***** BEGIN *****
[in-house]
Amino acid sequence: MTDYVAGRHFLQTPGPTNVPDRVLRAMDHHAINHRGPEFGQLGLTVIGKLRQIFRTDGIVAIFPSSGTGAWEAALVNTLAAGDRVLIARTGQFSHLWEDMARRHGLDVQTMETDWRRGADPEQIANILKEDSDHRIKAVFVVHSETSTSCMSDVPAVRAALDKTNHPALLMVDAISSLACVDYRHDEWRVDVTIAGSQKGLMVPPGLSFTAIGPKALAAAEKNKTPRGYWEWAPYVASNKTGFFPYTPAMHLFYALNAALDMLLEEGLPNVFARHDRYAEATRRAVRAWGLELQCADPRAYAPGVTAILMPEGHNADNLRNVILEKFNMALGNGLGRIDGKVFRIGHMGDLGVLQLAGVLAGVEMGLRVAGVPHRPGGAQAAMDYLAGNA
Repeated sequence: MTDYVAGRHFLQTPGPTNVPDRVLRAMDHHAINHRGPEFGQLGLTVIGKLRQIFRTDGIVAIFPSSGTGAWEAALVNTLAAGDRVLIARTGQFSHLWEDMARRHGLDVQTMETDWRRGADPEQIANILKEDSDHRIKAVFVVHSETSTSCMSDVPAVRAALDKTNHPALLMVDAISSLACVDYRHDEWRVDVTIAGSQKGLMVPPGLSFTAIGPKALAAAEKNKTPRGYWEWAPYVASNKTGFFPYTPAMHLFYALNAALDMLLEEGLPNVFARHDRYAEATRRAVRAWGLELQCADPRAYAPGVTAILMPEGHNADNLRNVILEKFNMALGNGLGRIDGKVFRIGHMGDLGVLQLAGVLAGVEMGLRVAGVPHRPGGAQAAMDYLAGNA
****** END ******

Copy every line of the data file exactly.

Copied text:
[in-house]
Amino acid sequence: MTDYVAGRHFLQTPGPTNVPDRVLRAMDHHAINHRGPEFGQLGLTVIGKLRQIFRTDGIVAIFPSSGTGAWEAALVNTLAAGDRVLIARTGQFSHLWEDMARRHGLDVQTMETDWRRGADPEQIANILKEDSDHRIKAVFVVHSETSTSCMSDVPAVRAALDKTNHPALLMVDAISSLACVDYRHDEWRVDVTIAGSQKGLMVPPGLSFTAIGPKALAAAEKNKTPRGYWEWAPYVASNKTGFFPYTPAMHLFYALNAALDMLLEEGLPNVFARHDRYAEATRRAVRAWGLELQCADPRAYAPGVTAILMPEGHNADNLRNVILEKFNMALGNGLGRIDGKVFRIGHMGDLGVLQLAGVLAGVEMGLRVAGVPHRPGGAQAAMDYLAGNA
Repeated sequence: MTDYVAGRHFLQTPGPTNVPDRVLRAMDHHAINHRGPEFGQLGLTVIGKLRQIFRTDGIVAIFPSSGTGAWEAALVNTLAAGDRVLIARTGQFSHLWEDMARRHGLDVQTMETDWRRGADPEQIANILKEDSDHRIKAVFVVHSETSTSCMSDVPAVRAALDKTNHPALLMVDAISSLACVDYRHDEWRVDVTIAGSQKGLMVPPGLSFTAIGPKALAAAEKNKTPRGYWEWAPYVASNKTGFFPYTPAMHLFYALNAALDMLLEEGLPNVFARHDRYAEATRRAVRAWGLELQCADPRAYAPGVTAILMPEGHNADNLRNVILEKFNMALGNGLGRIDGKVFRIGHMGDLGVLQLAGVLAGVEMGLRVAGVPHRPGGAQAAMDYLAGNA